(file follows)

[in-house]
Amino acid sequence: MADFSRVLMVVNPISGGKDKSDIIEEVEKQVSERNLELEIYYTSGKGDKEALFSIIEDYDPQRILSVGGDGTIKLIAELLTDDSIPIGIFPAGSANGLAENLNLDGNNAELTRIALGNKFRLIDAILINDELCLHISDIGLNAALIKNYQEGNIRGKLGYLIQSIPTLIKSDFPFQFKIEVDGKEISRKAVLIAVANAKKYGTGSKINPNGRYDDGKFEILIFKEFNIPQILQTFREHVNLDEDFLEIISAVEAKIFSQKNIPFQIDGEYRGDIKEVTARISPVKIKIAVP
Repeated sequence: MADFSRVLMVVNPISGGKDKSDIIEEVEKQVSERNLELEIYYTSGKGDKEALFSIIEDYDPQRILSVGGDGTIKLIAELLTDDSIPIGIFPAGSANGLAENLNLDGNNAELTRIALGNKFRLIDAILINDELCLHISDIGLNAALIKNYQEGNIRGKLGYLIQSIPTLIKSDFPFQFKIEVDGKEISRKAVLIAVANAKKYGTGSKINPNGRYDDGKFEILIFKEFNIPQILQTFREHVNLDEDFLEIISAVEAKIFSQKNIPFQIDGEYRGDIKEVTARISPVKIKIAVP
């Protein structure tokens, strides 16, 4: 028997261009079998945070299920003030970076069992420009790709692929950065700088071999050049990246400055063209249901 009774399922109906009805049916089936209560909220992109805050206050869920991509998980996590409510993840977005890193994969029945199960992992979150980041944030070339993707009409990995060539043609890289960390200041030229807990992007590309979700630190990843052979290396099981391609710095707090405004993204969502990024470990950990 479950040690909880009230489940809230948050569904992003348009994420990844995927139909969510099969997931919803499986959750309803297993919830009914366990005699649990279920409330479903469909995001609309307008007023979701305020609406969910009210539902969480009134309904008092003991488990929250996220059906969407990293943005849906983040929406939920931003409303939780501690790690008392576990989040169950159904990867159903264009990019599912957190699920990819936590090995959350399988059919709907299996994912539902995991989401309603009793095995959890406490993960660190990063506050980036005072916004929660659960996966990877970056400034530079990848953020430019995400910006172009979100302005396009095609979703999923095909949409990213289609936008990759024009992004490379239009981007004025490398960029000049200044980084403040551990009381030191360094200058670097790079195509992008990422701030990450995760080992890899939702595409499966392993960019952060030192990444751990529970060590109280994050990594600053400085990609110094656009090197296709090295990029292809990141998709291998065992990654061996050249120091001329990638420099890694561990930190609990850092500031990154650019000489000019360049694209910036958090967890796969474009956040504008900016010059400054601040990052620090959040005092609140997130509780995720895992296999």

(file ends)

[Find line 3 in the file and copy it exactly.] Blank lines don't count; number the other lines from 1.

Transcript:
Repeated sequence: MADFSRVLMVVNPISGGKDKSDIIEEVEKQVSERNLELEIYYTSGKGDKEALFSIIEDYDPQRILSVGGDGTIKLIAELLTDDSIPIGIFPAGSANGLAENLNLDGNNAELTRIALGNKFRLIDAILINDELCLHISDIGLNAALIKNYQEGNIRGKLGYLIQSIPTLIKSDFPFQFKIEVDGKEISRKAVLIAVANAKKYGTGSKINPNGRYDDGKFEILIFKEFNIPQILQTFREHVNLDEDFLEIISAVEAKIFSQKNIPFQIDGEYRGDIKEVTARISPVKIKIAVP